Sahibzadi Zohra Begum Mumtaz-ullah Khan, better known as Zohra Sehgal in the film industry and beyond, passed away on the tenth of July at the age of hundred and two of a cardiac arrest. She was a lot of things in her life- theatre actor, film star, dancer, choreographer and receiver of the Padma Vibhushan. But most of all she was a person who lived life to the fullest, and a woman in the Indian society who courageously defied traditional norms.
Zohra Sehgal embodied the very essence of Indian art. She began her career as a classical dancer, having joined the troupe of the then veteran Uday Shankar where she also began choreographing. After that, she joined the Indian People’s Theatre Association (IPTA), a leftist theatre collective formed in 1942 which included the likes of Prithviraj Kapoor, Premchand, Ismat Chughtai and Sa’adat Hassan Manto. As a part of IPTA, she featured in various plays and the film versions of some of them. Later, she joined the still renowned Prithvi theatre, started by Prithviraj Kapoor, of which she became an essential part.
Her time in Europe provided her with her break in cinema with the celebrated Merchant Ivory Productions. She was a part of ‘The Courtesans of Bombay’directed by James Ivory in 1982. After acting in some Indian television shows, it was only in mid-nineties that Zohra started acting in mainstream Bollywood movies, where she found her niche in the funnily offbeat grandmother/mother roles. Dil Se, Veer Zara, Cheeni Kum were all part of that league, and it was a sheer delight every time she was on screen. She also became the oldest actor to have featured in the British television show, Doctor Who.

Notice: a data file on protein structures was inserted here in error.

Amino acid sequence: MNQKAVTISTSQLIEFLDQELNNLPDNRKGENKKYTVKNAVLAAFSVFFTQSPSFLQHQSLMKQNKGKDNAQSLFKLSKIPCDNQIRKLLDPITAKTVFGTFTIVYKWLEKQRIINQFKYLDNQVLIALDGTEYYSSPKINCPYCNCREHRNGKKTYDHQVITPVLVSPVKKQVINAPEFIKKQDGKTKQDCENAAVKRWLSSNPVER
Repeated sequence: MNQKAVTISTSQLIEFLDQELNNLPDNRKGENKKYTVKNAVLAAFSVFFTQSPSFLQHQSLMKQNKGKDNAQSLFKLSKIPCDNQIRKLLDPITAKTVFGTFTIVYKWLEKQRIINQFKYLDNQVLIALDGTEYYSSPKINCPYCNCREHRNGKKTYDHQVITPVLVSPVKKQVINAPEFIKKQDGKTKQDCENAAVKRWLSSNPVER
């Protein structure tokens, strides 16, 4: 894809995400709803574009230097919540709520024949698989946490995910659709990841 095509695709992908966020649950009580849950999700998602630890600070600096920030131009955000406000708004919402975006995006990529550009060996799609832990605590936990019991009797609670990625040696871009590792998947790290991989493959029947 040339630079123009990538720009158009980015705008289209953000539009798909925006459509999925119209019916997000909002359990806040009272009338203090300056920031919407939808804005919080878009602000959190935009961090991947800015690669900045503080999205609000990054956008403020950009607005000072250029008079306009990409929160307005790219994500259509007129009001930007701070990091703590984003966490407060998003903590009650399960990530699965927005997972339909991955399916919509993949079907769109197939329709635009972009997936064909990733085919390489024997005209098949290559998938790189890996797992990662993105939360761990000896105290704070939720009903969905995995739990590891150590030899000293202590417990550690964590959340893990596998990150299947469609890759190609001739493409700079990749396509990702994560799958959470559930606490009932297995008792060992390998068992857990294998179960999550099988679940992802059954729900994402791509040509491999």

A liberal person in ideology, she had been an atheist all her life, and thus marrying a Hindu man was not a hassle when she fell in love with painter and dancer, Kameshwar Sehgal. She belonged to a family of artists also played crucial in the doing. There were certain apprehensions with regards to her marriage, initially. She was also heavily influenced by poetry, especially that of Faiz Ahmed Faiz and loved recitation as a practice.
Zohra lived a life full of action, drama, humor and history. She wished to embrace death with delight and as far as we can say, she sure made one hell of a journey for herself and for everyone who admired her.
To make your day better, you can read a wonderful conversation between the two grand personalities of India, Zohra Sehgal and Khushwant Singh here.
Image Source [Youtube]